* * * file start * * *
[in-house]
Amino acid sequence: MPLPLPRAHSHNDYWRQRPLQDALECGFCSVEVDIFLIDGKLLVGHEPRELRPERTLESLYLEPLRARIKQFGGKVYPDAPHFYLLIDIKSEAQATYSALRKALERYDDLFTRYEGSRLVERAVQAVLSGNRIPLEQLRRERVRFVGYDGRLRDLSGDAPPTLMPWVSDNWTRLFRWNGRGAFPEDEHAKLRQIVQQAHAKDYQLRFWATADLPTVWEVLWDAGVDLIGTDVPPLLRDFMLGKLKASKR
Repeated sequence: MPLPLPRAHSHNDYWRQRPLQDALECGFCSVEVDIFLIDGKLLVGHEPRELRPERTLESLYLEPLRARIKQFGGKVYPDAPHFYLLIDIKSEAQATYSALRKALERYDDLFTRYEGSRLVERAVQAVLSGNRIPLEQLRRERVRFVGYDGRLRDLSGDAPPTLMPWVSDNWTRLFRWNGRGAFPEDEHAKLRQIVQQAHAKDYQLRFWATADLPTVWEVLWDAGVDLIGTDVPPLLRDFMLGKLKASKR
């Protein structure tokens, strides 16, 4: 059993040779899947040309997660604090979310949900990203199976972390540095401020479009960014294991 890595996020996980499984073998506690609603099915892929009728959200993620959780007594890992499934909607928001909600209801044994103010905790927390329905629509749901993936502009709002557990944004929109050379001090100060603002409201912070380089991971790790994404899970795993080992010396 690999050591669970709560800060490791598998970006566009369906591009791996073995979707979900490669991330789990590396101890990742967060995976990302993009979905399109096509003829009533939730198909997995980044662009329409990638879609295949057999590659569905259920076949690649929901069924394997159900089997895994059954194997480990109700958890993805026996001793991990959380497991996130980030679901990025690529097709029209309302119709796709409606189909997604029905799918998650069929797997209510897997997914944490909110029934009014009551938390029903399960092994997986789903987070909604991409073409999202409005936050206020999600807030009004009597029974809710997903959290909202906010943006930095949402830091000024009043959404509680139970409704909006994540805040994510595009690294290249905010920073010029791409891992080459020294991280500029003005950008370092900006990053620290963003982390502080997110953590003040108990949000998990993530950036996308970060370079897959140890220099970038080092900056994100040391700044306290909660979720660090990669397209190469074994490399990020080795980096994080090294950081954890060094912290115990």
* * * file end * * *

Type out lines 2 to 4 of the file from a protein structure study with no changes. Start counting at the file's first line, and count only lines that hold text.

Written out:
Amino acid sequence: MPLPLPRAHSHNDYWRQRPLQDALECGFCSVEVDIFLIDGKLLVGHEPRELRPERTLESLYLEPLRARIKQFGGKVYPDAPHFYLLIDIKSEAQATYSALRKALERYDDLFTRYEGSRLVERAVQAVLSGNRIPLEQLRRERVRFVGYDGRLRDLSGDAPPTLMPWVSDNWTRLFRWNGRGAFPEDEHAKLRQIVQQAHAKDYQLRFWATADLPTVWEVLWDAGVDLIGTDVPPLLRDFMLGKLKASKR
Repeated sequence: MPLPLPRAHSHNDYWRQRPLQDALECGFCSVEVDIFLIDGKLLVGHEPRELRPERTLESLYLEPLRARIKQFGGKVYPDAPHFYLLIDIKSEAQATYSALRKALERYDDLFTRYEGSRLVERAVQAVLSGNRIPLEQLRRERVRFVGYDGRLRDLSGDAPPTLMPWVSDNWTRLFRWNGRGAFPEDEHAKLRQIVQQAHAKDYQLRFWATADLPTVWEVLWDAGVDLIGTDVPPLLRDFMLGKLKASKR
């Protein structure tokens, strides 16, 4: 059993040779899947040309997660604090979310949900990203199976972390540095401020479009960014294991 890595996020996980499984073998506690609603099915892929009728959200993620959780007594890992499934909607928001909600209801044994103010905790927390329905629509749901993936502009709002557990944004929109050379001090100060603002409201912070380089991971790790994404899970795993080992010396 690999050591669970709560800060490791598998970006566009369906591009791996073995979707979900490669991330789990590396101890990742967060995976990302993009979905399109096509003829009533939730198909997995980044662009329409990638879609295949057999590659569905259920076949690649929901069924394997159900089997895994059954194997480990109700958890993805026996001793991990959380497991996130980030679901990025690529097709029209309302119709796709409606189909997604029905799918998650069929797997209510897997997914944490909110029934009014009551938390029903399960092994997986789903987070909604991409073409999202409005936050206020999600807030009004009597029974809710997903959290909202906010943006930095949402830091000024009043959404509680139970409704909006994540805040994510595009690294290249905010920073010029791409891992080459020294991280500029003005950008370092900006990053620290963003982390502080997110953590003040108990949000998990993530950036996308970060370079897959140890220099970038080092900056994100040391700044306290909660979720660090990669397209190469074994490399990020080795980096994080090294950081954890060094912290115990």